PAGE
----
Nutrient phytoavailability in a mine soil amended with technosol and biochar and vegetated with Brassica juncea
- 272 Downloads
Mine soils usually have low nutrient contents and poor fertility conditions which limit the establishment of vegetation and the application of phytomanagement reclamation technologies. Organic materials have been used as soil amendments to reclaim mine soils, as they can provide organic matter and nutrients.
Materials and methods
An amendment mixture made from organic materials (technosol made of waste and holm oak wood biochar) was added in different proportions to a mine soil in order to evaluate its effect on the phytoavailability of nutrients and on the fertility conditions of the mine soil. A greenhouse experiment was carried out in pots with the mine soil amended with the mixture of technosol and biochar and vegetated with Brassica juncea L. plants. The mine soil was collected from the settling pond of a depleted copper mine in Touro (NW Spain). The CaCl2-extractable (phytoavailable) concentration of nutrients and a series of characteristics generally associated with soil fertility were determined in order to study the effect of the organic amendment on the mine soil.
Results and discussion
The results showed that the untreated settling pond soil had an extremely acid pH (2.96), undetectable concentrations of TC, and insufficient levels of TN and K for the growth of most plant species. Amending with technosol and biochar increased the concentration of TN (from an undetectable concentration to 11,400 mg kg−1), K (from 4.22 to 2601 mg kg−1), Mg (from 185 to 2329 mg kg−1), Mn (from 14.56 to 408 mg kg−1) and Na (from 27.66 to 2361 mg kg−1) in the mine soil. The application of wastes also reduced the phytoavailable concentration of Co, Cu, Fe and Ni. However, the concentration of Zn increased, probably due to the Zn provided by technosol components such as sewage sludges.
The application of technosol and biochar to a mine soil improved its fertility conditions, the phytoavailable concentration of nutrients in the soil and generally decreased metal bioavailability, resulting in a reduction of copper toxicity. Organic amending also promoted the re-establishment of vegetation. The use of technosol made of wastes and biochar combined with planting B. juncea could be an economic and environmentally-friendly technique for the reclamation of nutrient-deficient mine soils.
KeywordsBiochar Brassica juncea Mine soil Nutrients Technosol
The authors would like to thank the anonymous reviewers for their comments, which helped to improve the quality of this article.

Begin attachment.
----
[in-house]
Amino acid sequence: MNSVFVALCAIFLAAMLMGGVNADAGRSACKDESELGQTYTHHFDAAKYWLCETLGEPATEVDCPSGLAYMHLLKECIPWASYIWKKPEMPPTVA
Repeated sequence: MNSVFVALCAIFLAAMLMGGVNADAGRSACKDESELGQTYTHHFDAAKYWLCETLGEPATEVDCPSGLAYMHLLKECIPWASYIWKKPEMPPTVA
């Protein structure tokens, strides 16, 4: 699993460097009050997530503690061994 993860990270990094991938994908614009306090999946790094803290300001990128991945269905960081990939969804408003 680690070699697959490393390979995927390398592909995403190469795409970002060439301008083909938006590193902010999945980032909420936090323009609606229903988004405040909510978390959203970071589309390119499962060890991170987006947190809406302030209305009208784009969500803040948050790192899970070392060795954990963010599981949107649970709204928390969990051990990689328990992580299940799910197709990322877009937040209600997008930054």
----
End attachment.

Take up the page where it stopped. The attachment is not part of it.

Compliance with ethical standards
The present research did not involve any human participants and/or animals.
Conflict of interest
The authors declare that they have no conflict of interest.
- Gall JE, Rajakaruna N (2013) The physiology, functional genomics, and applied ecology of heavy metal-tolerant Brassicaceae. In: Lang M (ed) Brassicaceae: characterization, functional genomics and health benefits. Nova Science Publishers, Hauppauge, pp 121–148Google Scholar
- Kabata-Pendias A (2011) Trace elements in soils and plants. 4th ed. CRC Press, Boca RatonGoogle Scholar
- Kim HS, Kim KR, Ok YS, Lee YK, Kluge B, Wessolek G, Kim WI, Kim K-H (2015) Examination of three different organic waste biochars as soil amendment for metal-contaminated agricultural soils. Water Air Soil Pollut 226:1–11Google Scholar
- Macías F, Calvo de Anta R (2009) Niveles genéricos de referencia de metales pesados y otros elementos traza en los suelos de Galicia. Xunta de Galicia, SpainGoogle Scholar
- Marx ES, Hart T, Stevens RG (1999) Soil test interpretation guide (p 7). Oregon, USAGoogle Scholar
- Neilson S, Rajakaruna N (2012) Roles of rhizospheric processes and plant physiology in applied phytoremediation of contaminated soils using Brassica oilseeds. In: Anjum NA, Ahmad I, Pereira ME, Duarte AC, Umar S, Khan NA (eds) The plant family Brassicaceae, 21. Springer Netherlands, Dordrecht, pp 313–330Google Scholar
- Porta J (1986) Técnicas y experimentos en Edafología. Collegi Oficial D’Enginyers Agronoms de Catalunya, Barcelona, SpainGoogle Scholar
- Shaheen SM, Tsadilas CD, Rinklebe J (2013) A review of the distribution coefficient of trace elements in soils: influence of sorption system, element characteristics, and soil colloidal properties. Adv Colloid Interf Sci 201–202:43–56Google Scholar
- USDA (1998) Soil quality indicators : pHGoogle Scholar
- Van Ginneken L, Meers E, Guisson R, Ruttens A, Elst K, Tack FMG, Vangronsveld J, Diels L, Dejonghe W (2007) Phytoremediation for heavy metal-contaminated soils combined with bioenergy production. J Environ Eng Landsc Manag 15:227–236Google Scholar
- Zhao R, Jiang D, Coles N, Wu J (2015) Effects of biochar on the acidity of a loamy clay soil under different incubation conditions. J Soils Sediments 15:1919–1926Google Scholar